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Evolutionary and Ecological Pressures Shaping Social Wasps Collective Defenses

Detoni, M; Feás, X; Jeanne, RL; Loope, KJ; O'Donnell, S; Santoro, D; Sumner, S; (2021) Evolutionary and Ecological Pressures Shaping Social Wasps Collective Defenses. Annals of the Entomological Society of America , 114 (5) pp. 581-595. 10.1093/aesa/saaa063. Green open access

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Abstract

Social insects are well known for their aggressive (stinging) responses to a nest disturbance. Still, colonies are attacked due to the high-protein brood cached in their nests. Social wasps have evolved a variety of defense mechanisms to exclude predators, including nest construction and coordinated stinging response. Which predatory pressures have shaped the defensive strategies displayed by social wasps to protect their colonies? We reviewed the literature and explored social media to compare direct and indirect (claims and inferences) evidence of predators attacking individuals and colonies of wasps. Individual foraging wasps are predominantly preyed upon by birds and other arthropods, whereas predators on wasp brood vary across subfamilies of Vespidae. Polistinae wasps are predominantly preyed upon by ants and Passeriformes birds, whereas Vespinae are predominantly preyed upon by badgers, bears, and hawks. Ants and hornets are the primary predators of Stenogastrinae colonies. The probability of predation by these five main Orders of predators varies across continents. However, biogeographical variation in prey–predator trends was best predicted by climate (temperate vs. tropical). In social wasps’ evolutionary history, when colonies were small, predation pressure likely came from small mammals, lizards, or birds. As colonies evolved larger size and larger rewards for predators, the increased predation pressure likely selected for more effective defensive responses. Today, primary predators of large wasp colonies seem to be highly adapted to resist or avoid aggressive nest defense, such as large birds and mammals (which were not yet present when eusociality evolved in wasps), and ants.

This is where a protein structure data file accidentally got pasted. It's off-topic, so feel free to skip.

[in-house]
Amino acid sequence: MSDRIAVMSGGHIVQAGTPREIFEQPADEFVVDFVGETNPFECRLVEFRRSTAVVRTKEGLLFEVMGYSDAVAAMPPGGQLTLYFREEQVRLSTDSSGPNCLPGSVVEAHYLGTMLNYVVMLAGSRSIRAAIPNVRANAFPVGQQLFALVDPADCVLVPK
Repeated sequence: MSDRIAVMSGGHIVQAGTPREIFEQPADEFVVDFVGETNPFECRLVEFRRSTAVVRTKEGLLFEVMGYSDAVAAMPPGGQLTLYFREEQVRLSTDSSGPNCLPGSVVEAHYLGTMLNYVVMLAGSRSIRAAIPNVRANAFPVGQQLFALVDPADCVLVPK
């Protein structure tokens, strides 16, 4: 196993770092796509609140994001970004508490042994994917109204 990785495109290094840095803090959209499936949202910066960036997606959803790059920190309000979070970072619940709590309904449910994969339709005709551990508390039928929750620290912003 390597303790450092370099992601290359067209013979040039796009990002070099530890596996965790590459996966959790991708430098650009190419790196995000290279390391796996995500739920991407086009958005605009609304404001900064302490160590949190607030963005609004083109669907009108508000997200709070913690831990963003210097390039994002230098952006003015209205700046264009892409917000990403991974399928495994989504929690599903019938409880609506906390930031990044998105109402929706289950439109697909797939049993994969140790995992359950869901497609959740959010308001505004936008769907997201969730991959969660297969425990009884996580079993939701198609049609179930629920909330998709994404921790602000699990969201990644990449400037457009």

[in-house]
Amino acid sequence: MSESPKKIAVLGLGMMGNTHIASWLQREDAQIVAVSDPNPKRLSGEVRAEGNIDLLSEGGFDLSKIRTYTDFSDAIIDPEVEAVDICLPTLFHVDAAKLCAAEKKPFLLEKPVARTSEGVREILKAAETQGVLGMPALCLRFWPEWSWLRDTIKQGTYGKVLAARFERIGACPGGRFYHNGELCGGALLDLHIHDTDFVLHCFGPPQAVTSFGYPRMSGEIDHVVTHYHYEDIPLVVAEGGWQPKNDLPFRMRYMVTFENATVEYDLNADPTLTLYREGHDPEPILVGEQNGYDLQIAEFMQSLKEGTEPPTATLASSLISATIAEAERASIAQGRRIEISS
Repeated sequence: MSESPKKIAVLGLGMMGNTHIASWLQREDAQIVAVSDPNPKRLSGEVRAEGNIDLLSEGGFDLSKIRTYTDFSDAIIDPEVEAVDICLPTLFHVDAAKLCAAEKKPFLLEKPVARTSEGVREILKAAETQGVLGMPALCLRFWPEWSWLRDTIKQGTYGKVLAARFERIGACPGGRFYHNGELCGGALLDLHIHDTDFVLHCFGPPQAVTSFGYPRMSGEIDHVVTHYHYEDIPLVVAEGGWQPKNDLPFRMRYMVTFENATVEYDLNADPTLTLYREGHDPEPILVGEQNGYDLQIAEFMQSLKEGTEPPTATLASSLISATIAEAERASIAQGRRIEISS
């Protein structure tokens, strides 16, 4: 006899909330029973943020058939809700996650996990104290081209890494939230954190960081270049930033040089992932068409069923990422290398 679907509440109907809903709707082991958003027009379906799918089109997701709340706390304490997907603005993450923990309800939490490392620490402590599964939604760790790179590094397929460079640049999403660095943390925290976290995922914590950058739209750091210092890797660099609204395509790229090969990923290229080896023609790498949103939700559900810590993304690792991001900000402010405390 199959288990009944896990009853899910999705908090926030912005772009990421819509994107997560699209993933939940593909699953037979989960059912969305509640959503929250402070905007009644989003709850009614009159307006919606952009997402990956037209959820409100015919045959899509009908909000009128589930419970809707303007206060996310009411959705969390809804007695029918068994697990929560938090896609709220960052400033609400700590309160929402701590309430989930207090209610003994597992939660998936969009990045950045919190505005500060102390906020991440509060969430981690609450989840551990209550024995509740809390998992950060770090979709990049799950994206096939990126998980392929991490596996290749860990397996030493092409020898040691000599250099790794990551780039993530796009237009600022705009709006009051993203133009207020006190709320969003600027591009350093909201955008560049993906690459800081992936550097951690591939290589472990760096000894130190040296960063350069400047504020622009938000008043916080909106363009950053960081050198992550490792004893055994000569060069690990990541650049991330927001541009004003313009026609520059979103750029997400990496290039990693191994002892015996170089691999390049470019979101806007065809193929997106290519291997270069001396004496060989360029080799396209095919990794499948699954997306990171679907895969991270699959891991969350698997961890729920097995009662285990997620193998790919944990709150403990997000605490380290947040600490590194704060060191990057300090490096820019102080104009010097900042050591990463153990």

Type: Article
Title: Evolutionary and Ecological Pressures Shaping Social Wasps Collective Defenses
Open access status: An open access version is available from UCL Discovery
DOI: 10.1093/aesa/saaa063
Publisher version: https://doi.org/10.1093/aesa/saaa063
Language: English
Additional information: This version is the author accepted manuscript. For information on re-use, please refer to the publisher’s terms and conditions.
UCL classification: UCL
UCL > Provost and Vice Provost Offices > School of Life and Medical Sciences
UCL > Provost and Vice Provost Offices > School of Life and Medical Sciences > Faculty of Life Sciences
UCL > Provost and Vice Provost Offices > School of Life and Medical Sciences > Faculty of Life Sciences > Div of Biosciences
UCL > Provost and Vice Provost Offices > School of Life and Medical Sciences > Faculty of Life Sciences > Div of Biosciences > Genetics, Evolution and Environment
URI: https://discovery.ucl.ac.uk/id/eprint/10121108
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